Zevran, the ever-beckoning, he of heavy lids and empty heart, would laugh to see the word “love” on the Warden’s lips, had he not nearly died for it.
He was dying every day since setting foot in the filth that was Ferelden, surrounded by mud and dog and the Maker-forsaken Warden. The Warden who did horrible things, like accept him, and want him, and truly care for him.
It would have been so easy to be the Crow, the liar, the rake, anything but Zevran, anything but the empty shell that once held a man and now rattled when shook as though it was filled with dried up bones. Rivani seers could shake him out, read that rattle like chicken bones, look into his eyes and see the hollows behind them, see the desperate want for something to make him whole.
But he was safe—the Warden was Fereldan, and every Antivan fishwife knew that Fereldans knew nothing but how to raise a good dog and make piss-water weak ale, so what did he have to fear?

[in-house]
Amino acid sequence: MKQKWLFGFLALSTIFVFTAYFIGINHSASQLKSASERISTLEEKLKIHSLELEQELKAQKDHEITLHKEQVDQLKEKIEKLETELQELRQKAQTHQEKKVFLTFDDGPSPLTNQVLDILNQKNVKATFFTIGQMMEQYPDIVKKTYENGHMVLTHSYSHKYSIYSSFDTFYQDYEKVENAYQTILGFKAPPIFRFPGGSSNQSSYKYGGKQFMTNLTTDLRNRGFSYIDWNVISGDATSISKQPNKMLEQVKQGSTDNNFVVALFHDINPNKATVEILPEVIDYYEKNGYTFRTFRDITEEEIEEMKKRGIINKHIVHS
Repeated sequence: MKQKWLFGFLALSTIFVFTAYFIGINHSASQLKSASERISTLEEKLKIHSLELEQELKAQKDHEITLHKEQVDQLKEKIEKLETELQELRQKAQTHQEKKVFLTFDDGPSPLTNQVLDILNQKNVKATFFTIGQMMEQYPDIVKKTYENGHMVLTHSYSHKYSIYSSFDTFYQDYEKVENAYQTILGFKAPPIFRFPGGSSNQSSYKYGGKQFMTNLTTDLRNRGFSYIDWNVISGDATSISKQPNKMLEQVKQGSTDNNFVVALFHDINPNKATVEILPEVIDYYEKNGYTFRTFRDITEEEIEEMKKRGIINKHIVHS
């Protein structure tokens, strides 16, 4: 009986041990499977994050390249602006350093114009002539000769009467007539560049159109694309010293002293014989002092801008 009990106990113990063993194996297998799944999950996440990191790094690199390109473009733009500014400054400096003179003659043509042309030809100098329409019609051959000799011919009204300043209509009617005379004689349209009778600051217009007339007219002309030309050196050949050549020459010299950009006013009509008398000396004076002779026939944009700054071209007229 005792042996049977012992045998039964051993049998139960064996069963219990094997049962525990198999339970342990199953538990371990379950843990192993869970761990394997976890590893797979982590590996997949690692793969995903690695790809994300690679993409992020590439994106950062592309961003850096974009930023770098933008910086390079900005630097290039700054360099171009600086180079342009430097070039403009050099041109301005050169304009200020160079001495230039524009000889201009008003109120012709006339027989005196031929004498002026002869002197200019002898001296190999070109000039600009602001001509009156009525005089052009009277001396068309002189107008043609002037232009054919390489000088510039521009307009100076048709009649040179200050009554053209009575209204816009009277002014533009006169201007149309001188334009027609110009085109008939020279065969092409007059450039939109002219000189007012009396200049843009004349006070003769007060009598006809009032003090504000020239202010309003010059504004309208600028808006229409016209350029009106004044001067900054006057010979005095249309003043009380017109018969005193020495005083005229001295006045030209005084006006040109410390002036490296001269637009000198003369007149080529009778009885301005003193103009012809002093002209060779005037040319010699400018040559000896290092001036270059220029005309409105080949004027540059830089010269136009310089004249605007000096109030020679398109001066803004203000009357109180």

Zevran, the fool, he of self-sustaining lies and infinite doubt, remembered he was alive when the word “love” fell from the Warden’s lips.
Death had suited him better, fit like an old pair of leather boots, broken by the weight of ages, by a thousand steps away from what they made him, from what he was supposed to be. But it was a convenient lie—a way to fool himself into thinking he was unyeilding steel, rather than fragile skin and hollow bone.
Rinna had known he was lying.
Taliesin knew too.
And now the Warden knew.